Ten years on: Ronnie Barker, Pismonouncers Unanimous founder, remembered
One of Britain's best-loved comedy greats
Feature It’s ten years ago today that much-loved comedian, writer and actor Ronnie Barker passed away. By then, despite having retired way back in 1987, he had already won four BAFTAs, a Royal Television Society award for Outstanding Creative Achievement and been made an OBE.
He’d also produced, and written, dozens of classic British comedy sketches for TV audiences that often exceeded 20 million, with one of his specialities being tongue-twisting word play of the highest order.
Born Ronald William George Barker on September 25th 1929, the middle child of three – he had a younger and older sister – Barker and his family moved from Bedford to Oxford when he was four and he was to spend his formative years in the Cowley area of the university city.
It was here that his humour first began to show, initially at the City of Oxford School for Boys, as well as his interest in music; for years he was a choirboy at the St. James church.
Although bright enough to gain the School Certificate early – and thus entry to the sixth form at the age of 15 – the young Ronnie was bored with academia and left within a few months to train as an architect. He soon felt unequal to the task of creating and refining architectural blueprints, though (“I just wasn’t really skilled enough”) and instead reluctantly replaced his sister Vera as a clerk at a local branch of Westminster Bank.
Feeling both stifled and lonely as a bank clerk, Barker joined the local amateur dramatics society; mainly, as he later admitted, to meet girls. His first appearance, playing a musical director, combined both of his early loves – and he was quickly hooked, determined now to somehow make it as a professional actor.
It was not an easy choice to make in post-war Britain with television still in its infancy, theatres struggling and with variety and even music hall slowly dying as its stars faded and the more expensive shows folded. It was a state of affairs Barker was to later affectionately parody on TV, with a gentle side swipe at the BBC’s one-time film guru Barry Norman.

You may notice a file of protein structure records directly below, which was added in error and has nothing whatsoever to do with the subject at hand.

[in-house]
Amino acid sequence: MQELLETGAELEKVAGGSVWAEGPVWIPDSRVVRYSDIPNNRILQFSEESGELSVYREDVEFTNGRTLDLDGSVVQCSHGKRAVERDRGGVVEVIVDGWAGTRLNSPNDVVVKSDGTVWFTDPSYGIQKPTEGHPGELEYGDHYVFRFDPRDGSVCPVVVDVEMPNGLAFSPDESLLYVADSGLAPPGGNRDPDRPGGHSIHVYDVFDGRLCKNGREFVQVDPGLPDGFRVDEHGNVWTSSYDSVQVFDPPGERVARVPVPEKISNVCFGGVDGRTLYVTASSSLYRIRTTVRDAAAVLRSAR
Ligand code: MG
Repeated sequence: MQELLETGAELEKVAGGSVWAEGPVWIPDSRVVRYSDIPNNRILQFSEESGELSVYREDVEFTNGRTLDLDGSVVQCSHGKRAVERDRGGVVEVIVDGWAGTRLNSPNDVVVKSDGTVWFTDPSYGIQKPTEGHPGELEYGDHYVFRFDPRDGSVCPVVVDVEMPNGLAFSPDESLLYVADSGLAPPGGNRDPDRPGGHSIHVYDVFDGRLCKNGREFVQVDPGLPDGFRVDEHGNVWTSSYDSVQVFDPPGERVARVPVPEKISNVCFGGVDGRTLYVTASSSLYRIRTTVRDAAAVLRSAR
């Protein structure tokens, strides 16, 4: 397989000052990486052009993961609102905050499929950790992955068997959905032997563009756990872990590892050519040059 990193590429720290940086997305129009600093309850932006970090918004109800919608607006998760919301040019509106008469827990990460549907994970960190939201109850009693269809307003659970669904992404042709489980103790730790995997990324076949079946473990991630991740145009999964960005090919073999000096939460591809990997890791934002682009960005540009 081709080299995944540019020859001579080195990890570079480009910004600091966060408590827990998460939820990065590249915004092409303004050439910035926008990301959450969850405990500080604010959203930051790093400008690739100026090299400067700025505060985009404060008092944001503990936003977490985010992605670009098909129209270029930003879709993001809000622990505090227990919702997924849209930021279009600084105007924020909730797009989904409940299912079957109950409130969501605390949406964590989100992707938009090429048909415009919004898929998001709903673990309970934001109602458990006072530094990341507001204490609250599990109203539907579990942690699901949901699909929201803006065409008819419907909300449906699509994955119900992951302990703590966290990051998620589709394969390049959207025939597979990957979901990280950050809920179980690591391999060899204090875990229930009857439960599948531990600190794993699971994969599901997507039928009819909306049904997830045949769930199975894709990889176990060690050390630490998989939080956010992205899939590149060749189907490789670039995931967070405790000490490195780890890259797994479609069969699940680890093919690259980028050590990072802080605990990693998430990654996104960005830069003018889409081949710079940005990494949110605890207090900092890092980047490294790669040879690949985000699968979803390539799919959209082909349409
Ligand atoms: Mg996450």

And, of course, things didn’t go easily for the would-be thespian. Barker tried, and failed, to get into the prestigious Young Vic acting school and was allegedly rejected by RADA too. But he was eventually accepted by the Manchester Repertory Company – who were then based in Aylesbury, Buckinghamshire – albeit only as a helper to the assistant stage manager, with the promise of the occasional acting part. With wages of less than £12 a month, even in 1948, this was pretty poor pay.
That year, though, saw his professional stage debut and by the time he’d taken to the boards for the third time he realised he actually wanted to be a comic actor – “Forget Hamlet, I want to make people laugh!”
It was a decision that award-winning director Peter Hall later called one of “our greatest losses…Ronnie Barker was the great [dramatic] actor we lost.”
Yet acting of any kind was soon a problem for Barker. After being successfully cast as the working class teenager in a public school, in The Guinea Pig, Barker found the Manchester Rep Company shutting up shop completely. The play closed soon after opening, leaving Barker stranded in Rhyl, North Wales.
And so the months before his 21st birthday saw Barker making ends meet as a porter in Wingfield Hospital. It was work he found distressing as he moved around polio patients who were in various states of discomfort. As an antidote to this suffering, Barker adopted the clownish persona of “Charlie” and created, with a young male nurse, a comic duo to entertain the sick whenever the pair of them got the chance. It was, perhaps, the first hint of a concept that was to make his name – and his fortune.